Remittances – the money that migrants send to their home countries – decreased by about $11 billion from 2019 to 2020 as the coronavirus pandemic arrived. Global remittances had been steadily increasing since 2010, but they fell from $722 billion in 2019 to $711 billion in 2020. (These figures are nominal values, meaning they are not adjusted for inflation.) Notably, some countries in Latin America saw remittances fall sharply in the first half of 2020 – especially in April, when much of the U.S. was locked down due to the COVID-19 outbreak – before rebounding.
According to the World Bank, remittances reached $781 billion in 2021 and are estimated to reach $794 billion in 2022, both record highs.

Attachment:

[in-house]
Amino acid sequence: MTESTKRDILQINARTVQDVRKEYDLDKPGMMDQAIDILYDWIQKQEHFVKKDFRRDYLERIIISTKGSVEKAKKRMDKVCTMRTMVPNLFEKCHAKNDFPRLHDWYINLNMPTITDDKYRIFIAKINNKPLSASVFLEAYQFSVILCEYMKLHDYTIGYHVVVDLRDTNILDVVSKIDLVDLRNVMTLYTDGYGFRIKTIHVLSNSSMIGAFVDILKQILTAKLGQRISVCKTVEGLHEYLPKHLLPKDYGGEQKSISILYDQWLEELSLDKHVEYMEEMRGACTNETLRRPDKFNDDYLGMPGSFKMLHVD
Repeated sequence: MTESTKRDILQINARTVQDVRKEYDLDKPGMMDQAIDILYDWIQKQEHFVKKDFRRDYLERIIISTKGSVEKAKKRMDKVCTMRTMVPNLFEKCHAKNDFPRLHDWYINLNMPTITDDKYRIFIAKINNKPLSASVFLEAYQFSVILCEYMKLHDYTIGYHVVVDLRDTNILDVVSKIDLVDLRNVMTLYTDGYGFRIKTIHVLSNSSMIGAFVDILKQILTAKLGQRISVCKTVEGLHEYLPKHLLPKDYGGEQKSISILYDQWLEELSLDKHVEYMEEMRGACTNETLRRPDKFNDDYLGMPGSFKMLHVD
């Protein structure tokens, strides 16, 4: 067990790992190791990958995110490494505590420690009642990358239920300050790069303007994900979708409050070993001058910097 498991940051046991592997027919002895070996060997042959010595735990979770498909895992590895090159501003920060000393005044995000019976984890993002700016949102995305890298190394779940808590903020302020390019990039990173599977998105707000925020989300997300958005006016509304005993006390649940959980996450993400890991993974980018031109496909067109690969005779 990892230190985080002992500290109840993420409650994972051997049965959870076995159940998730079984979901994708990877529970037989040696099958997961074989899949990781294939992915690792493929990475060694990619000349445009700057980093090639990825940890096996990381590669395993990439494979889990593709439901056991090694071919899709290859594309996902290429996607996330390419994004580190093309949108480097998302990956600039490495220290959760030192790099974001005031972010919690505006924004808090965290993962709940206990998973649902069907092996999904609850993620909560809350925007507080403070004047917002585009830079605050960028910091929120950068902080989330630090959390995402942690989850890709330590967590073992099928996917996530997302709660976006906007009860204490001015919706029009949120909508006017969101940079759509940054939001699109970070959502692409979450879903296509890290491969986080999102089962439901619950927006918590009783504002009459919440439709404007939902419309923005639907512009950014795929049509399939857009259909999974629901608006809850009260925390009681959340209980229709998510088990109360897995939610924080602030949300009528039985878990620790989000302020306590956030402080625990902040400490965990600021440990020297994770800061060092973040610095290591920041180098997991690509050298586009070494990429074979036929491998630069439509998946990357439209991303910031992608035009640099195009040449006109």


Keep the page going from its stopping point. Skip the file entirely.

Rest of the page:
India has been the world’s top receiver of remittances since 2010. Remittances to India grew from $53 billion in 2010 to $89 billion in 2021.
The U.S. has been the top sending country for remittances since 1990, the earliest year with available statistics. In 2021, international migrants living in the U.S. sent $73 billion in remittances globally.
The number of displaced people in the world rose to a new high of 89.4 million in 2020. Displaced people are those forced to leave their homes due to conflict, violence or disasters. They include refugees, asylum seekers, and people internally displaced within their country of birth. Overall, the number of displaced persons rose from 84.8 million in 2019 to 89.4 million in 2020, according to the UN’s World Migration Report 2022. Overall, about 1.1% of the world’s population are displaced people.